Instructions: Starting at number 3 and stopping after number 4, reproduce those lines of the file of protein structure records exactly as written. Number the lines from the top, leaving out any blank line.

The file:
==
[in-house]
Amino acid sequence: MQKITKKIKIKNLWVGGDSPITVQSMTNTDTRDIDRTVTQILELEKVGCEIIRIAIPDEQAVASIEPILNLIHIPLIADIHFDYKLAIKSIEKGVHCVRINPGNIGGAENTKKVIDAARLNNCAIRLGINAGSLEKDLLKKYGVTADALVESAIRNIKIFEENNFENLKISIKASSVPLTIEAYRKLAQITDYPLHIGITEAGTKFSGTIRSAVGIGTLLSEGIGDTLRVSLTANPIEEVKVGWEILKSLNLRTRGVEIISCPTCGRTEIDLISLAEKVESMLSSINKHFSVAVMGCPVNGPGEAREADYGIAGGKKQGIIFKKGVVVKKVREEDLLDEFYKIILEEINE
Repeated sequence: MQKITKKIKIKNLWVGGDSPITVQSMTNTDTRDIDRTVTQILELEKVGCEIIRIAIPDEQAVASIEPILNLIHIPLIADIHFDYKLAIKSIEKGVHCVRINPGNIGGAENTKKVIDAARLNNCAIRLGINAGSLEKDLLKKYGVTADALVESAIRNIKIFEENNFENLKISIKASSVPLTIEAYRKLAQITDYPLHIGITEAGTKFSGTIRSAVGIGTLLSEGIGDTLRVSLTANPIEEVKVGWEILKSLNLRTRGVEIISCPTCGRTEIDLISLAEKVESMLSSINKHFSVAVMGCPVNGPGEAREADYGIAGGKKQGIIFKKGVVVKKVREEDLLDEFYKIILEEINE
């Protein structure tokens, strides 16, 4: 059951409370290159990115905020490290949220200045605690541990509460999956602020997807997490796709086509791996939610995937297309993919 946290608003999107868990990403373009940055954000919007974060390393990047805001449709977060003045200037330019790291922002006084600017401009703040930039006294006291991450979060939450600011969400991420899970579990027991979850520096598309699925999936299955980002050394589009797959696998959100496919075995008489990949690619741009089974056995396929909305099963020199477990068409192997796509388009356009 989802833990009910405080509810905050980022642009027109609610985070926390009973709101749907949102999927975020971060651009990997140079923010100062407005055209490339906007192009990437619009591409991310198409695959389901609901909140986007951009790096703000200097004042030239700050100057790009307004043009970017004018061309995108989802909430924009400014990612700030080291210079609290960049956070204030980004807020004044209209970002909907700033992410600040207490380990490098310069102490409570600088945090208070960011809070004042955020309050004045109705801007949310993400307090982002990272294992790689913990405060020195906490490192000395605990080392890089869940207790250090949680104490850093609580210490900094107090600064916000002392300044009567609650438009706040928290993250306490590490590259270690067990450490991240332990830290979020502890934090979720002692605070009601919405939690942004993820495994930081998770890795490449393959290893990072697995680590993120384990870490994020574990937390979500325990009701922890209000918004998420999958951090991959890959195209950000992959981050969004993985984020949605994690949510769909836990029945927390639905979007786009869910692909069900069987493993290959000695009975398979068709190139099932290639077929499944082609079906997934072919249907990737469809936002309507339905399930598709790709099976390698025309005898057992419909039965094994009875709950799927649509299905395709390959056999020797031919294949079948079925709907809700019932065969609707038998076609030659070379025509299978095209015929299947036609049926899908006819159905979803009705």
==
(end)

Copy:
Repeated sequence: MQKITKKIKIKNLWVGGDSPITVQSMTNTDTRDIDRTVTQILELEKVGCEIIRIAIPDEQAVASIEPILNLIHIPLIADIHFDYKLAIKSIEKGVHCVRINPGNIGGAENTKKVIDAARLNNCAIRLGINAGSLEKDLLKKYGVTADALVESAIRNIKIFEENNFENLKISIKASSVPLTIEAYRKLAQITDYPLHIGITEAGTKFSGTIRSAVGIGTLLSEGIGDTLRVSLTANPIEEVKVGWEILKSLNLRTRGVEIISCPTCGRTEIDLISLAEKVESMLSSINKHFSVAVMGCPVNGPGEAREADYGIAGGKKQGIIFKKGVVVKKVREEDLLDEFYKIILEEINE
């Protein structure tokens, strides 16, 4: 059951409370290159990115905020490290949220200045605690541990509460999956602020997807997490796709086509791996939610995937297309993919 946290608003999107868990990403373009940055954000919007974060390393990047805001449709977060003045200037330019790291922002006084600017401009703040930039006294006291991450979060939450600011969400991420899970579990027991979850520096598309699925999936299955980002050394589009797959696998959100496919075995008489990949690619741009089974056995396929909305099963020199477990068409192997796509388009356009 989802833990009910405080509810905050980022642009027109609610985070926390009973709101749907949102999927975020971060651009990997140079923010100062407005055209490339906007192009990437619009591409991310198409695959389901609901909140986007951009790096703000200097004042030239700050100057790009307004043009970017004018061309995108989802909430924009400014990612700030080291210079609290960049956070204030980004807020004044209209970002909907700033992410600040207490380990490098310069102490409570600088945090208070960011809070004042955020309050004045109705801007949310993400307090982002990272294992790689913990405060020195906490490192000395605990080392890089869940207790250090949680104490850093609580210490900094107090600064916000002392300044009567609650438009706040928290993250306490590490590259270690067990450490991240332990830290979020502890934090979720002692605070009601919405939690942004993820495994930081998770890795490449393959290893990072697995680590993120384990870490994020574990937390979500325990009701922890209000918004998420999958951090991959890959195209950000992959981050969004993985984020949605994690949510769909836990029945927390639905979007786009869910692909069900069987493993290959000695009975398979068709190139099932290639077929499944082609079906997934072919249907990737469809936002309507339905399930598709790709099976390698025309005898057992419909039965094994009875709950799927649509299905395709390959056999020797031919294949079948079925709907809700019932065969609707038998076609030659070379025509299978095209015929299947036609049926899908006819159905979803009705």